http://www.cs.ucsb.edu/~seclab/projects ... index.html
Botnets, networks of malware-infected machines that are controlled by an adversary, are the root cause of a large number of security threats on the Internet. A particularly sophisticated and insidious type of bot is Torpig, a malware program that is designed to harvest sensitive information (such as bank account and credit card data) from its victims.
At the beginning of 2009, we took control of the Torpig botnet for ten days. Over this period, we observed more than 180 thousand infections and recorded more than 70 GB of data that the bots collected.
So, why is Sinowal one of the most serious threats to anyone with an Internet connection? Simply put, Sinowal infects victims’ computers without even an inkling of a trace. The criminals behind Sinowal have not only created highly-advanced and malicious crimeware, but have also maintained one of the most hidden and reliable communication infrastructures. This infrastructure has been designed to keep Sinowal collecting and transmitting information for almost three years. In addition, the stolen data has been methodically organized within a well-organized repository. Almost three years is a very, very long time for just one online gang to maintain the lifecycle and operations in order to effectively utilize just one Trojan.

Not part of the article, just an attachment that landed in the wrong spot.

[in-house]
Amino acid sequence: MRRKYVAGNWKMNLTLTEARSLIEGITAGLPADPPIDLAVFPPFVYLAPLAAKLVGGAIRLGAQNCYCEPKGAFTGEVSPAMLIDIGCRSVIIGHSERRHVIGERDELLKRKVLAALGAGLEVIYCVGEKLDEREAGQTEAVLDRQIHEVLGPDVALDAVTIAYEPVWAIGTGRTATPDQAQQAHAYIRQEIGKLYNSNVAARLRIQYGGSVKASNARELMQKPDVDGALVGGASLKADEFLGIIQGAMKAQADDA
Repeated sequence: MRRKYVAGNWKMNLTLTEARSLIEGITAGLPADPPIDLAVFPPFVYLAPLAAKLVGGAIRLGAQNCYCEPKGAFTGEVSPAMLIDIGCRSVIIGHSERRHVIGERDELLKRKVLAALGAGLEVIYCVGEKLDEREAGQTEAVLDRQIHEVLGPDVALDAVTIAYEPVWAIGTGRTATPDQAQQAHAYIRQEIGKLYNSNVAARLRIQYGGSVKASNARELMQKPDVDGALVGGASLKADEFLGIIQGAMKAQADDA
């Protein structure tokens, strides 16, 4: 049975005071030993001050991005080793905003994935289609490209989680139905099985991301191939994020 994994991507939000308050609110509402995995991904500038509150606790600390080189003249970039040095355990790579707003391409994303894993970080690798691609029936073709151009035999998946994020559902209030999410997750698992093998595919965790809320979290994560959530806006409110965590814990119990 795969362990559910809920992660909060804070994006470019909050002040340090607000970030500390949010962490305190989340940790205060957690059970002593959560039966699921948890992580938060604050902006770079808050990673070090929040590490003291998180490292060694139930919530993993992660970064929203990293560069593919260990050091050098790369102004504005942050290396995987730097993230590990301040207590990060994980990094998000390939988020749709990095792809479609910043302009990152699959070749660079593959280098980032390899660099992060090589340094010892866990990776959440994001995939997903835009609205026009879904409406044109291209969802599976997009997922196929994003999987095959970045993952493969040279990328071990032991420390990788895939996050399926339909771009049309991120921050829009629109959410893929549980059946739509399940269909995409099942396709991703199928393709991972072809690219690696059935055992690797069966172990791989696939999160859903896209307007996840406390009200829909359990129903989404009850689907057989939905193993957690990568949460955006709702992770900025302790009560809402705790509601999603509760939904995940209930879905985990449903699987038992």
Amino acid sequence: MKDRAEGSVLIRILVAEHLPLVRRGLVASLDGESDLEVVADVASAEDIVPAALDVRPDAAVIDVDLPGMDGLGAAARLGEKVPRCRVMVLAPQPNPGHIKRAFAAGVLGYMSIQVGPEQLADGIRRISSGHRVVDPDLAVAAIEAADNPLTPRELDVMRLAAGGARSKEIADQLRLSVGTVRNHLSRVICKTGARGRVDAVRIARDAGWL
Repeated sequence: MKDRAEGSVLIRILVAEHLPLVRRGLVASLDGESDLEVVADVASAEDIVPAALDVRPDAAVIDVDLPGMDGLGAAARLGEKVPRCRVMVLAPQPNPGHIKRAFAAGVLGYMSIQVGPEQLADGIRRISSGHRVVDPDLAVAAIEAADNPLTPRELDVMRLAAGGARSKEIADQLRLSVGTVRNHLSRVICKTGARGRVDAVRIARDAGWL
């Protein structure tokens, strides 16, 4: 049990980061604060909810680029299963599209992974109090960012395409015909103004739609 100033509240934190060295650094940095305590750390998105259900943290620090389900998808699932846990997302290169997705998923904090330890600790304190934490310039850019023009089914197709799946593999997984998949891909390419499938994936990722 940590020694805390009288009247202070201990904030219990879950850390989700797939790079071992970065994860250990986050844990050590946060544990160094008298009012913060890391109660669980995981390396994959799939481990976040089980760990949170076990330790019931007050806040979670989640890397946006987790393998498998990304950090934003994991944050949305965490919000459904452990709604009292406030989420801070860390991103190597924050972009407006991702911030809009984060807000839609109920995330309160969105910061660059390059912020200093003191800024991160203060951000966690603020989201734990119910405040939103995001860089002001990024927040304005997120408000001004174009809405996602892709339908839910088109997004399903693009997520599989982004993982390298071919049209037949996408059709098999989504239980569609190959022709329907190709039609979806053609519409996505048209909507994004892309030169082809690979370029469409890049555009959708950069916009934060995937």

Only rarely do we come across crimeware that has been continually stealing and collecting personal information and payment card data, and compromising bank accounts as far back as 2006. And in addition to its longevity, Sinowal has also been evolving at a dramatic pace – its rate of attacks spiked upwards from March through September of this year.
The creators of the Sinowal Trojan periodically release new variants and register thousands of Internet domains for its communication resources. The purpose of this is to maintain the Trojan’s uninterrupted grip on infected computers.